BRONZEVILLE — The international students at the Illinois Institute of Technology arrive each year from across the globe, bound by similar ambitions for good jobs in high-tech fields.
For many, it’s their first time in America.
Foreign undergrad students make up 23 percent of the enrollment at the Illinois Institute of Technology, third highest in the nation, a new report says.
U.S. News and World Report ranks IIT just below New School of New York and the Florida Institute of Technology in Melbourne, Fla.
School administrators say the uptick in enrollment from foreign students can be chalked up to a few things: first, the school has earned its reputation as pathway to jobs in science, technology, engineering and architecture.
Add to that a robust global alumni network — the school has offices in Beijing, Paris, Seoul and Bangalore, all of which help serve as recruitment centers for the Chicago campus — and the result is a relatively small campus packed with thousands of foreign students engaged in rigorous coursework.
IIT's most popular major for 2012 grads was engineering, claimed by 49 percent of the total grads. The student body, with some 2,900 undergrads, is almost 70 percent male. School officials say it's the largest undergrad enrollment since 1981.
"International students can add diversity to a college or university enriching the experience of other students on campus," U.S. News said. Foreign students also add needed cash, as some schools, including the University of Illinois in Urbana Champaign, have started to charge international students extra fees.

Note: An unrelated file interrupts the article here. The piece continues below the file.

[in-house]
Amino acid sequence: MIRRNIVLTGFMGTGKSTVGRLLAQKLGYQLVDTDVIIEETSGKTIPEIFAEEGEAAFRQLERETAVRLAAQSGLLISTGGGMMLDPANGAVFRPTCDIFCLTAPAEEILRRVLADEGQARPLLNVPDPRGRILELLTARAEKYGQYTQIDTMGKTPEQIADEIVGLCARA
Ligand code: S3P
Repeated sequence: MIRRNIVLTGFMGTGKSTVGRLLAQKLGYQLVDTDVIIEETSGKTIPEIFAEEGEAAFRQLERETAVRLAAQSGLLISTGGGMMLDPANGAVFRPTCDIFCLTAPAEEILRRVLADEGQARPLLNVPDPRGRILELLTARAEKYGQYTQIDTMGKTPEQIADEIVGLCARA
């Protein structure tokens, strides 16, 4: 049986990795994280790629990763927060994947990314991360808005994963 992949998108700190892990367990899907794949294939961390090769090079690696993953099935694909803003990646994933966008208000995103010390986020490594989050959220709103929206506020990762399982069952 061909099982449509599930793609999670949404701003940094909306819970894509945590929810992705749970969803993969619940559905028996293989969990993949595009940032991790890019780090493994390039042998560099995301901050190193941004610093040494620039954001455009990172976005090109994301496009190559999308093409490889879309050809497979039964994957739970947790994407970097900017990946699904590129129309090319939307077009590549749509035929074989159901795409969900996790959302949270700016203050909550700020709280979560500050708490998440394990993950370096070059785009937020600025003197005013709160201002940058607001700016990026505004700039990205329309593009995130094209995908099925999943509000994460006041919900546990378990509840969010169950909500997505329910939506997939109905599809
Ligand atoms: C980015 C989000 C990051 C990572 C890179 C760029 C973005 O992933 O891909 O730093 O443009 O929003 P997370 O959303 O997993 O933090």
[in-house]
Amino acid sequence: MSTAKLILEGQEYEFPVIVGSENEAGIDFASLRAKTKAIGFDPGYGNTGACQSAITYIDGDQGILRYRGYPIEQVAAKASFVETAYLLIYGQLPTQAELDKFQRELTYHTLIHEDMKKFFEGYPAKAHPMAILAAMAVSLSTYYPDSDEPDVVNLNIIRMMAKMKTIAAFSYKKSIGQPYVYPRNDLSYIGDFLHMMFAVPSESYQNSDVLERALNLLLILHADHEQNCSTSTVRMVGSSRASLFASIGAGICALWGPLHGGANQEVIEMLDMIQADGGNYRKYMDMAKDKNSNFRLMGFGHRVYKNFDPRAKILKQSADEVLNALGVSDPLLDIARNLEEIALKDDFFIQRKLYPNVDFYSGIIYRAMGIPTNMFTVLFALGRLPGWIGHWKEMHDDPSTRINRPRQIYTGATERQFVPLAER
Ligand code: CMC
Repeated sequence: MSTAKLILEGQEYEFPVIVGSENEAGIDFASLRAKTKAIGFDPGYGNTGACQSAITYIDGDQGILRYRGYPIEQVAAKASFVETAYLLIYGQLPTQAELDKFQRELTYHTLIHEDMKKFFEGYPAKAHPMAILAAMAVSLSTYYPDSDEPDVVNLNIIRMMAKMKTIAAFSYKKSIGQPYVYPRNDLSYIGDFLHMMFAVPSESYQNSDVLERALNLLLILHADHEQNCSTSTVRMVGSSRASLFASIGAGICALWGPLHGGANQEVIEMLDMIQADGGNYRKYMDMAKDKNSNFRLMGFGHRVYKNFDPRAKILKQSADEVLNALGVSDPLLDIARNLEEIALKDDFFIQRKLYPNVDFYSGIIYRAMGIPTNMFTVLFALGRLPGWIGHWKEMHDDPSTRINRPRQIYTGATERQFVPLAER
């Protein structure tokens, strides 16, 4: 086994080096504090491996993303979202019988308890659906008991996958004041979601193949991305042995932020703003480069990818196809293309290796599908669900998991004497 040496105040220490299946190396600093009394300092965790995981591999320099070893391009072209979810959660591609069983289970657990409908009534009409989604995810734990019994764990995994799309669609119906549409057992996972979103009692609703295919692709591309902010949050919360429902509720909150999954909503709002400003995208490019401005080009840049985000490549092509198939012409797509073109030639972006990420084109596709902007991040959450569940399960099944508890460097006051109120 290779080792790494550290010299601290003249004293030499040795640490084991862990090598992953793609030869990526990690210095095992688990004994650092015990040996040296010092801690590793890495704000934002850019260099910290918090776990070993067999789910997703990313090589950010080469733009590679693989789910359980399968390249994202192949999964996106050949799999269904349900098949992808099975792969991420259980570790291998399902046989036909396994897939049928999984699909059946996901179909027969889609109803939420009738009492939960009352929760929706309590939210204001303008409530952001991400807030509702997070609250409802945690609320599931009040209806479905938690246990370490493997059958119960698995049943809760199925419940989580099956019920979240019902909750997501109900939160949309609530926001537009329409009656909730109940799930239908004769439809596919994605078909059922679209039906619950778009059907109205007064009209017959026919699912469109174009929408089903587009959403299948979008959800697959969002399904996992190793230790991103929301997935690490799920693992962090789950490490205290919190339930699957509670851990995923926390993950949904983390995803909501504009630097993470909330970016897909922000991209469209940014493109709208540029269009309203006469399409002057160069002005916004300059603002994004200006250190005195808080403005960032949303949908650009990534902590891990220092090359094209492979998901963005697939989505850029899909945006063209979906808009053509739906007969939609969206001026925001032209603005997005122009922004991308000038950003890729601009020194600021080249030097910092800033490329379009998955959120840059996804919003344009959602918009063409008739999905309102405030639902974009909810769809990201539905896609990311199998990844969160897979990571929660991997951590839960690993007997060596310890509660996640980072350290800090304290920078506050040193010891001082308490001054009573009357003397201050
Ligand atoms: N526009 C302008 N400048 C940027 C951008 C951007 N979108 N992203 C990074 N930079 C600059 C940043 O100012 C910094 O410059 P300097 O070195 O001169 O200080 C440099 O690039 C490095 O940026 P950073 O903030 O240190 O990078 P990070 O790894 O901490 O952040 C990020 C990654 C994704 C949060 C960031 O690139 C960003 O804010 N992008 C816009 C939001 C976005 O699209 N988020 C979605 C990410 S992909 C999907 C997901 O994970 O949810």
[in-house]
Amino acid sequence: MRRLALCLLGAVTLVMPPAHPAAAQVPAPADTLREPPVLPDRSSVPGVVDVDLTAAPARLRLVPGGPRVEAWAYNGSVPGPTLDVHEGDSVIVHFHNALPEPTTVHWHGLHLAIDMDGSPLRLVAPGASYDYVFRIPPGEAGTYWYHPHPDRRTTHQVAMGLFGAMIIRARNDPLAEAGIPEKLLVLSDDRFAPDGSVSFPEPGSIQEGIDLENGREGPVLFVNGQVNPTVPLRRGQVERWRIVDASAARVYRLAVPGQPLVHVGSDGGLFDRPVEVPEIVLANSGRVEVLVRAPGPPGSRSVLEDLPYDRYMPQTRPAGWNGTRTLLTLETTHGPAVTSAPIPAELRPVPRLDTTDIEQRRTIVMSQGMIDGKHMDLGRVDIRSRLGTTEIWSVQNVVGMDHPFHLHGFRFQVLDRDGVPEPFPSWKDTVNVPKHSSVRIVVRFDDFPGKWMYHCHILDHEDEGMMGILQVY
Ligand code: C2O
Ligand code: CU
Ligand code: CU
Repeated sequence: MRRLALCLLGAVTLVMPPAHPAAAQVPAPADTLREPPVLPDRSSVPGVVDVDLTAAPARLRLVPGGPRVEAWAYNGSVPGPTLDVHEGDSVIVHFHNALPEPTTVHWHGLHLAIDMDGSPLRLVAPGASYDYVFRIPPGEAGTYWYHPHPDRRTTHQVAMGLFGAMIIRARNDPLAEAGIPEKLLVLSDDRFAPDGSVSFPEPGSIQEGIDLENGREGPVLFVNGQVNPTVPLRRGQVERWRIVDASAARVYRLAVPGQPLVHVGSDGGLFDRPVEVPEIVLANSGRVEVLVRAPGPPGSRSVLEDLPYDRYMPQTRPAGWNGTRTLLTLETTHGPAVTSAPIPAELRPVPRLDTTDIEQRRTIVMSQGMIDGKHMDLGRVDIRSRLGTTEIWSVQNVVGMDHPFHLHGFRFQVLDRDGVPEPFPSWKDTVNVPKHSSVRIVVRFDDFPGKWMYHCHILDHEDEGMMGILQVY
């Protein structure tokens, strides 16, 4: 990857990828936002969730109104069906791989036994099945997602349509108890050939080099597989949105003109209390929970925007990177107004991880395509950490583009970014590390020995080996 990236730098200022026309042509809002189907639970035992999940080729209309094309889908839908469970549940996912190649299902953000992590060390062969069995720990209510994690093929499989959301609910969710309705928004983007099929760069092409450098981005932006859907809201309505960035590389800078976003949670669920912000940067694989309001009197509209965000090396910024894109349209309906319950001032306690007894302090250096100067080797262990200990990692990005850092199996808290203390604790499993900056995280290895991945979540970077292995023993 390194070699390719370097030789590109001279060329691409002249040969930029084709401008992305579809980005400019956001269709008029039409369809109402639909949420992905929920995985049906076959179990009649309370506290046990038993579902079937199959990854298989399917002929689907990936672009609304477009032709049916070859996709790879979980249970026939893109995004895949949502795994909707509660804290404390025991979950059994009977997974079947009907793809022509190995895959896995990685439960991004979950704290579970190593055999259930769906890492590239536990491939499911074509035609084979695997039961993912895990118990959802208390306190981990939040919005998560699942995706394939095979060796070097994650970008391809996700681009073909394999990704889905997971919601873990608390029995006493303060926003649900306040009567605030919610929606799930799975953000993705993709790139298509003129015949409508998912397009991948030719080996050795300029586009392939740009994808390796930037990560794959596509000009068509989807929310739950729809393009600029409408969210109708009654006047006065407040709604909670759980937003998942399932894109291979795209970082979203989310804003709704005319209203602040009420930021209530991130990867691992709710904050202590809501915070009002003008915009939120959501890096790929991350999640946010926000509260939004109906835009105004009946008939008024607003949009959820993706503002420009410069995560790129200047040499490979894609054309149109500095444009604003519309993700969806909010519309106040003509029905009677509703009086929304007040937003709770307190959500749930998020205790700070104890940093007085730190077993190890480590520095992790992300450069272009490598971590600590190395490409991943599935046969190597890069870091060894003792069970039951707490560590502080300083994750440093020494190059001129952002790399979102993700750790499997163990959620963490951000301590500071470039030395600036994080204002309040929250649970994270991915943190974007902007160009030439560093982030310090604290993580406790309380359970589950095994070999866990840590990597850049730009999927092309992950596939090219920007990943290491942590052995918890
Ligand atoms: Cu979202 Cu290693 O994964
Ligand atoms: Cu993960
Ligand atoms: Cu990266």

The abundance of foreign students also presents unique challenges for students and faculty alike.
Once accepted, students must quickly acclimate to a new culture of education — that’s to say nothing of adjusting to life in Chicago, including learning a transit system and surviving the city’s brutal winters.
"It was really, really scary experience. But IIT had an admissions counselor who was very, very helpful to me. As an international student, you're always asking questions...I was in a state of constant panic but they were able to really able to calm me down and explain procedures," said Joshua German, 20, who emigrated to America from Nigeria on Christmas Day 2011 to study aerospace engineering at IIT.
Many newcomers join fraternities and sororities and other social clubs to get oriented.
Gahyun Kim, a 24-year-old architecture student from South Korea, said an on-campus Asian-American club "rescued" her from the isolation she experienced after arriving here in 2011.
"They looked at me as I am and got to know who I am," she said.
Faculty, meanwhile, have developed a "patience and expertise" when teaching in a classroom that could include a diverse range of students from India to Estonia.
"I think the faculty have become very good at asking customer-service type questions of students," said Mike Gosz, IIT's vice provost for admissions and financial aid.
It's a tactic that hasn't gone unnoticed by the international student body.
"They treat us like we are international students but not that we're different," said Qimei Huang, a 22-year-old chemical engineering from China's Guangdong Province. "Here, we can all feel the same."